As the odds improve that President Obama will prevail in getting the U.S.-Iran nuclear deal past a recalcitrant Congress next month, GOP leaders already have begun concocting a face-saving plan B to take a parting shot at the controversial nuclear non-proliferation agreement.
On Wednesday, Senate Foreign Relations Committee Chair Bob Corker (R-TN) reportedly told a Nashville Area Chamber of Commerce event that based on his latest headcount of Democratic votes, Congress isn’t in a position to block implementation of the agreement with Iran.
"My guess is this agreement is going to happen," Corker said, according to The Nashville Tennessean. "At the end of the day, I don't think there's going to be likely a veto-proof number of people to keep it from occurring."
Weeks of doubt about the fate of the agreement have given way to a sense of certainty that the Republican controlled Congress won’t be able to block implementation. The final agreement forged in Vienna in mid-July by the U.S., Iran and five other major powers would curtail Iran’s capability to develop a nuclear weapon for the next 15 years while lifting economic and oil sanctions against Tehran.
With 29 Senate Democrats publicly announcing in favor of the nuclear deal and just five more needed to sustain the president’s veto, the White House appeared buoyant but not overly confident on Wednesday. “So, there are several indications that we are succeeding in our efforts to build sufficient support for the agreement in Congress, but we certainly want to collect as many votes as possible,” White House Press Secretary Josh Earnest told reporters.
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Obama, fresh from his vacation, tried to keep the heat up with appearances on TV stations in Detroit, Philadelphia, Seattle and the Washington, D.C. area. His appeals for approval of the Iran deal were clearly aimed at undecided Democratic senators, including Gary Peters of Michigan, Bob Casey of Pennsylvania, Corey Booker of New Jersey, Christopher Coons of Delaware, Maria Cantwell of Washington, Mark Warner of Virginia and Benjamin Cardin of Maryland.
The turning point came last weekend, when Senate Minority Leader Harry Reid (D-NV) warmly embraced the Iran deal as good for both the U.S. and Israel. He suggested that if the trend continues, the Democrats might not only be able to sustain a veto but actually prevent the Republicans from even bringing up a resolution of disapproval in the face of a Democratic filibuster.
“As far as procedurally stopping this bill from moving forward, I am not giving up hope on that,” Reid said, according to Roll Call. “I know it’s a longshot, but I hope that it can be done. We’ll just have to see because right now … we still have a lot of uncounted votes.”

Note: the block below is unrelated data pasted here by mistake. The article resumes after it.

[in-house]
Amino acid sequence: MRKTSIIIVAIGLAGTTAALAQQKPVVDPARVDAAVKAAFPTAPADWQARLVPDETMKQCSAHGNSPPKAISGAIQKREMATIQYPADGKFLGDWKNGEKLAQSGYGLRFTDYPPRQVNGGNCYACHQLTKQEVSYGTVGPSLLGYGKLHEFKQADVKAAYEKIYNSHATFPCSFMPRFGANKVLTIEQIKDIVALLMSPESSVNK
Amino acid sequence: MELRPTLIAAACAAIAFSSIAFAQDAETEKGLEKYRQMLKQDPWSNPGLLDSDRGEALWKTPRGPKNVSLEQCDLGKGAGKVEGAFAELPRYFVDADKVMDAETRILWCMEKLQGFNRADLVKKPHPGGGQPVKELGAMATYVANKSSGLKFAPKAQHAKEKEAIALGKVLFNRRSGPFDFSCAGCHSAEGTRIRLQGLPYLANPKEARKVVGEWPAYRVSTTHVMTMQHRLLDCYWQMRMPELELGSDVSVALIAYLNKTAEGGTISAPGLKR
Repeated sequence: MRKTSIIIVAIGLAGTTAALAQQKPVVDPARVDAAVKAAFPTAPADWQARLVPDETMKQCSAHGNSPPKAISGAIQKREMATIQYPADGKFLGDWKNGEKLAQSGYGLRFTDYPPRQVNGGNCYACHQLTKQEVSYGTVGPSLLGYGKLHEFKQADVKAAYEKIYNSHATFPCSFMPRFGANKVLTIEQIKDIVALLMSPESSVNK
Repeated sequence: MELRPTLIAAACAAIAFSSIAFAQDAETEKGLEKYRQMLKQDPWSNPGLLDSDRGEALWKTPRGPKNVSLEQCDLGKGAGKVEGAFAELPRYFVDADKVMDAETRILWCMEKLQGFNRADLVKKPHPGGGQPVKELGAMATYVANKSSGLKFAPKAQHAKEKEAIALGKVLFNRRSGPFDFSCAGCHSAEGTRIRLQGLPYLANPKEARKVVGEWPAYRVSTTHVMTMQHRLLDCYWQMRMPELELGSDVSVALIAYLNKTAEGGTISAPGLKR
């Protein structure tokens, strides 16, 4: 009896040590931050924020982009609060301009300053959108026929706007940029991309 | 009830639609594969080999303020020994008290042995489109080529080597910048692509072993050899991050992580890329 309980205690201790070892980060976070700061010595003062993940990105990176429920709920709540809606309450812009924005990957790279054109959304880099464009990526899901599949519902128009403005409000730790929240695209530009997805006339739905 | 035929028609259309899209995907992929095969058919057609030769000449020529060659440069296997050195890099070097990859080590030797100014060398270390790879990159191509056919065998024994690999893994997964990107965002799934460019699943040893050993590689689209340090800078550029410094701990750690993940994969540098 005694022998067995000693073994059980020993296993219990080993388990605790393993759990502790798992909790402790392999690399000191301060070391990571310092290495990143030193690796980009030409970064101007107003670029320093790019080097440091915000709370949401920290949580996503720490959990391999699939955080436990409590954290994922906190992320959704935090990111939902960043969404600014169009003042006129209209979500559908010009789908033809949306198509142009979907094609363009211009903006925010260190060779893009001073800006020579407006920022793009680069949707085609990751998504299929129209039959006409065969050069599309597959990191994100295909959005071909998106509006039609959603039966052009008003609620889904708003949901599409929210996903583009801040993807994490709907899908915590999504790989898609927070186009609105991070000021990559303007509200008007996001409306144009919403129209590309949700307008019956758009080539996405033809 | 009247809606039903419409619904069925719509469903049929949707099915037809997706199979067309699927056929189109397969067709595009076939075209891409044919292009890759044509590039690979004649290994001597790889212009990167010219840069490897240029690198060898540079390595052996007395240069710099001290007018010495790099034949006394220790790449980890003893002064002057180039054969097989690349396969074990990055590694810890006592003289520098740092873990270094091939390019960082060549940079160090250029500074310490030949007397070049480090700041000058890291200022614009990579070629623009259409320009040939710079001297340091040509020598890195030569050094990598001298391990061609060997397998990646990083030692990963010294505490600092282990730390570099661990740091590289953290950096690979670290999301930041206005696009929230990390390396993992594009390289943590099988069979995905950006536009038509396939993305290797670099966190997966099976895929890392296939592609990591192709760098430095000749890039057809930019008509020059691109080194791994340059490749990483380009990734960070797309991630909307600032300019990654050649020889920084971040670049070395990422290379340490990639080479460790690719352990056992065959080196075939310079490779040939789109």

Reid, who will retire from the Senate at the end of next year, typically has plenty of tricks up his sleeve. And it’s possible he could muster the 41 Democratic votes that would be required prevent cloture and block a final vote on the resolution.
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But Corker and Senate Majority Leader Mitch McConnell (R-KY) have tricks of their own they might use as a fallback in the event Obama thwarts the GOP assault on the nuclear deal.
One would be the “poison pill” approach, in which McConnell would open the resolution to a series of politically flammable amendments that would put wavering Democrats on the spot and enable the Republicans to score political points, even if they don’t prevail.
A few of those amendments were offered earlier this year by Sens. Marco Rubio (R-FL), Tom Cotton (R-ARK) and other conservatives, and include making adoption of the nuclear deal contingent on Iran recognizing the state of Israel and the release of three American hostages.
Another approach that Corker is promoting is for the Senate to come back later with some very strong legislative provisions that would keep the economic pressure on Iran and come down hard if Iranian leaders later violate the terms of the agreement. The idea would be to somehow keep Iran boxed in with the threat of a renewed array of economic sanctions.
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“I think what Congress will do is come back around with some very, very strong provisions relative to Iran, but also probably some very strong provisions relative to some regional … strategy that is very supportive of allies that we have in the region,” Corker said in Tennessee yesterday.